Against this background, my office, PCPD, advocates that companies should develop their own Privacy Management Programme (PMP) and appoint a Data Protection Officer in order to institutionalise a proper system for the responsible use of personal data that is in compliance with the Personal Data (Privacy) Ordinance (the Ordinance), Cap 486 of the Laws of Hong Kong. Starting from the boardroom, companies should embrace personal data protection as part of their corporate policies and culture, and apply it as a business imperative throughout the company. A PMP can help companies gain trust from customers and other stakeholders. With trust garnered, companies will be rewarded with loyalty from their customers and business partners, which is all the more important in a fast-changing business environment.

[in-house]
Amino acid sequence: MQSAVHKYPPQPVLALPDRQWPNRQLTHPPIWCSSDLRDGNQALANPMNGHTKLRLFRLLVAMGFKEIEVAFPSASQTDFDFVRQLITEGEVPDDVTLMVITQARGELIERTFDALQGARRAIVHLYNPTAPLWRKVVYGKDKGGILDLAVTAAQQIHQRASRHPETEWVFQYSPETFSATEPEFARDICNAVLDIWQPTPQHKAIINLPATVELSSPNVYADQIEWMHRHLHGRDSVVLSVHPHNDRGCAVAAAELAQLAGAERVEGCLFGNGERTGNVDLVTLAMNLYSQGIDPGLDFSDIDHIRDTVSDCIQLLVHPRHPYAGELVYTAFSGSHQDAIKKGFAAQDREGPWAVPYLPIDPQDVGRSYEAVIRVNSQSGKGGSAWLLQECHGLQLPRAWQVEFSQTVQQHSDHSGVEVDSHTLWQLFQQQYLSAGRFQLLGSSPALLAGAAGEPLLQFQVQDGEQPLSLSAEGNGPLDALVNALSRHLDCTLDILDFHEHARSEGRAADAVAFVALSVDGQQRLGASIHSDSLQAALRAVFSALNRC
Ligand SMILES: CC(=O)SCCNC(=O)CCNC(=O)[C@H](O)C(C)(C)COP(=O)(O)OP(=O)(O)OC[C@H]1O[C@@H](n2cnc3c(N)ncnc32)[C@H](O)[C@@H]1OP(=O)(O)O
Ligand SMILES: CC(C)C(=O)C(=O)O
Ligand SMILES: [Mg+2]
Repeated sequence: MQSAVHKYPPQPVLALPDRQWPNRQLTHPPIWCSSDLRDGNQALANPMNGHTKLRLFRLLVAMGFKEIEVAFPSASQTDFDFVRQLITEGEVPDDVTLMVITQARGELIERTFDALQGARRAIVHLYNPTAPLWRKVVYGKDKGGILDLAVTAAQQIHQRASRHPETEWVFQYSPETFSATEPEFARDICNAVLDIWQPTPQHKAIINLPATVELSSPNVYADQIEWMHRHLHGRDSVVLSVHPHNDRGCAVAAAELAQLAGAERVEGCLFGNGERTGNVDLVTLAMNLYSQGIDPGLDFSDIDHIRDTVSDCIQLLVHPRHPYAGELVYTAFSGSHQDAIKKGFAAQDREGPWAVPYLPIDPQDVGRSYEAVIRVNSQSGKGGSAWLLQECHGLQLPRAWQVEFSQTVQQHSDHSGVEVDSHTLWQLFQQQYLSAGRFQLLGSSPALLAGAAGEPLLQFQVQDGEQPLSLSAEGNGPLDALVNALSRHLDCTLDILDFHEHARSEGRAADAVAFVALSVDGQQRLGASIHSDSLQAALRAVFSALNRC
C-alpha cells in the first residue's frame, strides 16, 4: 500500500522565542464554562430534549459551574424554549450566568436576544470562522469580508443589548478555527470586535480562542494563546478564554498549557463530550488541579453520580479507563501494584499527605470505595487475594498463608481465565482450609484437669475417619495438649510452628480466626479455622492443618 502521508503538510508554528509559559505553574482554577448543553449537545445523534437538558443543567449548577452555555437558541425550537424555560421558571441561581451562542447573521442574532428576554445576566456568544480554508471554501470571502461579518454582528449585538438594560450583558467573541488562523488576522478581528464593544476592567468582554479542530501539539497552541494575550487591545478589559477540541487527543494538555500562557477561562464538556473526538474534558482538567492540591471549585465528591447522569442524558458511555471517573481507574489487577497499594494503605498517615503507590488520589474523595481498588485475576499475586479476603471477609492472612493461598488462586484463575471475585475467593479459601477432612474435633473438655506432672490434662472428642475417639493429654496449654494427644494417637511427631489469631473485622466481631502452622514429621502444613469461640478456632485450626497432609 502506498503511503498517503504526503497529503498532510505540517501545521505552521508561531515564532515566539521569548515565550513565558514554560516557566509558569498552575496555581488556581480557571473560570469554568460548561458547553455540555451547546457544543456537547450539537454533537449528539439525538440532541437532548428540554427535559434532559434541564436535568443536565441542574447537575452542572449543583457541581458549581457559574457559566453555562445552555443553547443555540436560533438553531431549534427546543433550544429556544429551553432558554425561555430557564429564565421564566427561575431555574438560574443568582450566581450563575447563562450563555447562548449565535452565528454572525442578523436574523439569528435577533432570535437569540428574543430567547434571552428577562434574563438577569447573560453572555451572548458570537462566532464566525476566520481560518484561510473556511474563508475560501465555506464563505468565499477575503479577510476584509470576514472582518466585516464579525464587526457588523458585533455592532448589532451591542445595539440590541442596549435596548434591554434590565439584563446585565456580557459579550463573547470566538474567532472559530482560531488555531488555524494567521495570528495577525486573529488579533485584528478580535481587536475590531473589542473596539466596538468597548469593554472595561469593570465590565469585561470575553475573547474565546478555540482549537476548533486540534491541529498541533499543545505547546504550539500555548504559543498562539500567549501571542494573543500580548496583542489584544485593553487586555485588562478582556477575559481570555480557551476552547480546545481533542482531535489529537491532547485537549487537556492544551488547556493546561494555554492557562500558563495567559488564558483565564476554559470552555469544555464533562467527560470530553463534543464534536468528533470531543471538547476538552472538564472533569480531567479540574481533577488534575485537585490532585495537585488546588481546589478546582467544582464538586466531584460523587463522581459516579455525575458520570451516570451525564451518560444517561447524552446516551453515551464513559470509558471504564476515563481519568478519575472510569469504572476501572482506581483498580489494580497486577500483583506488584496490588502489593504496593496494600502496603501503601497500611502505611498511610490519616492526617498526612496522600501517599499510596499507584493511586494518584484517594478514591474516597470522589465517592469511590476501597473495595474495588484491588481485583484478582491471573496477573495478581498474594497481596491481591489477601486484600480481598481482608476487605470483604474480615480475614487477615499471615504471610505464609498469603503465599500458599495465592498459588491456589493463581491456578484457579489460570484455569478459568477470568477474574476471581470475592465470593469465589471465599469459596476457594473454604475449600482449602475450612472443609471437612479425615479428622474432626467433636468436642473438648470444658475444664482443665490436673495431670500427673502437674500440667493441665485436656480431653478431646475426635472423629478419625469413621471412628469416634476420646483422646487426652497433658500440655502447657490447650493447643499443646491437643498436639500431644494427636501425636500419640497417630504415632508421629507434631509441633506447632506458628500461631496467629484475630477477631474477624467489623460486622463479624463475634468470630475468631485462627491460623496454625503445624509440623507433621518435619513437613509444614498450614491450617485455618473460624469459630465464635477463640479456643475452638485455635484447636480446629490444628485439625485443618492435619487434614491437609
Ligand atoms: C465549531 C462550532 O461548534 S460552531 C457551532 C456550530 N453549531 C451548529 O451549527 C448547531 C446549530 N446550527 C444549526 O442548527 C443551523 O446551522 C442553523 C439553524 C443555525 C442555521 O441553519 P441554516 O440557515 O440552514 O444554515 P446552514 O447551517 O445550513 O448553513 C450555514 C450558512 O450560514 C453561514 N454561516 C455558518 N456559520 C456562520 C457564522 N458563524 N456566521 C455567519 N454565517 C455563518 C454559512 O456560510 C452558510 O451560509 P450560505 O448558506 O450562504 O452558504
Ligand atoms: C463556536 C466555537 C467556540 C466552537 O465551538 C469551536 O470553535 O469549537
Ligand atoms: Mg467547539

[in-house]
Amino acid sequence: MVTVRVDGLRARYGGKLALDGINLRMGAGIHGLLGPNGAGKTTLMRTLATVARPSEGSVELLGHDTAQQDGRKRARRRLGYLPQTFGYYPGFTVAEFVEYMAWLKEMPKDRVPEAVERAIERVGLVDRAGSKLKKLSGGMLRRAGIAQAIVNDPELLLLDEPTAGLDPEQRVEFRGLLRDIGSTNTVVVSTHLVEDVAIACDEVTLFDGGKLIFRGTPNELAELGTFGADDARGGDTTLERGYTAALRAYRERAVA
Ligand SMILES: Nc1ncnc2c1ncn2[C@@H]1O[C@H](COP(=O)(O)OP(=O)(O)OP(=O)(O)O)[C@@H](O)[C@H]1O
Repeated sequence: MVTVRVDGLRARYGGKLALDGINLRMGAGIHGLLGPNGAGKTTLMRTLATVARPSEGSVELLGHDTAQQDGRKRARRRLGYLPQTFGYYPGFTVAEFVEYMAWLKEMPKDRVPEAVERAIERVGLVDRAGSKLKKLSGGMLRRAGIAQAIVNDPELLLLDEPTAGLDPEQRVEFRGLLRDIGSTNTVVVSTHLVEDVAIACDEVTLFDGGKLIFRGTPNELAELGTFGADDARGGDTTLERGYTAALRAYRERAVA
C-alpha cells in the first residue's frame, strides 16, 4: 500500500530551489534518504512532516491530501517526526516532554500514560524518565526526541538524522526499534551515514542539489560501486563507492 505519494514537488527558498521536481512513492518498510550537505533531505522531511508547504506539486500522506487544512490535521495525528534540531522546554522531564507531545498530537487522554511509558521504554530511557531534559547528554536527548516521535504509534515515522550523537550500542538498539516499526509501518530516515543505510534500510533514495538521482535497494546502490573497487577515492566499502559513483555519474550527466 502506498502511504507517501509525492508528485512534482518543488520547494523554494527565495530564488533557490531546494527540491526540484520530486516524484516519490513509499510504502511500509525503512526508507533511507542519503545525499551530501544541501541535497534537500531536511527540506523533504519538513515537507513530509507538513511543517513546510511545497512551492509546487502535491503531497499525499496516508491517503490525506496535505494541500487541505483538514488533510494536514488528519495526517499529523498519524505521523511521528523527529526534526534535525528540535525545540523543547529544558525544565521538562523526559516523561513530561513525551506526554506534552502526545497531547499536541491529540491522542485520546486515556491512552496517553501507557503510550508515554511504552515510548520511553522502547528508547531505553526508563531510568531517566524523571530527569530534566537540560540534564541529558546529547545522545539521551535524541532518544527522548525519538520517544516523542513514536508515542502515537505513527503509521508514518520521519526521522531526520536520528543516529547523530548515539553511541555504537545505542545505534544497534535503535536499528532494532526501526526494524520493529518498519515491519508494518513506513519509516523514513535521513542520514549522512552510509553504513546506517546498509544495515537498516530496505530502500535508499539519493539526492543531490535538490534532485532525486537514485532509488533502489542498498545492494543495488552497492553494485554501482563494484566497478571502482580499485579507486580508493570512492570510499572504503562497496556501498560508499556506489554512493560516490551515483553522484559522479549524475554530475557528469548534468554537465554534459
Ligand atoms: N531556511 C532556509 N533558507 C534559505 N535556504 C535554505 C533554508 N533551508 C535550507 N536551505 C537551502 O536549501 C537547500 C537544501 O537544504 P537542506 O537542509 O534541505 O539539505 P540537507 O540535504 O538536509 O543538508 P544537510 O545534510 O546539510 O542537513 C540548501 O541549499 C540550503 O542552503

Directors have a unique and pivotal role in implementing a PMP as an essential part of their company’s commitment to good corporate governance. Implementing a PMP involves fostering a culture of respecting and protecting personal data privacy, which cannot be made possible without the guidance and leadership of the directors. Indeed, in the Guide for Independent Non-Executive Directors, newly published by the Hong Kong Institute of Directors, companies are encouraged to implement a PMP as one of the drivers for the adoption of environmental, social and governance (ESG) management.

Benefits of implementing a PMP

Characterised by the accountability principle, a PMP is a management framework for the responsible collection, holding, processing and use of personal data. With a PMP in place, companies can: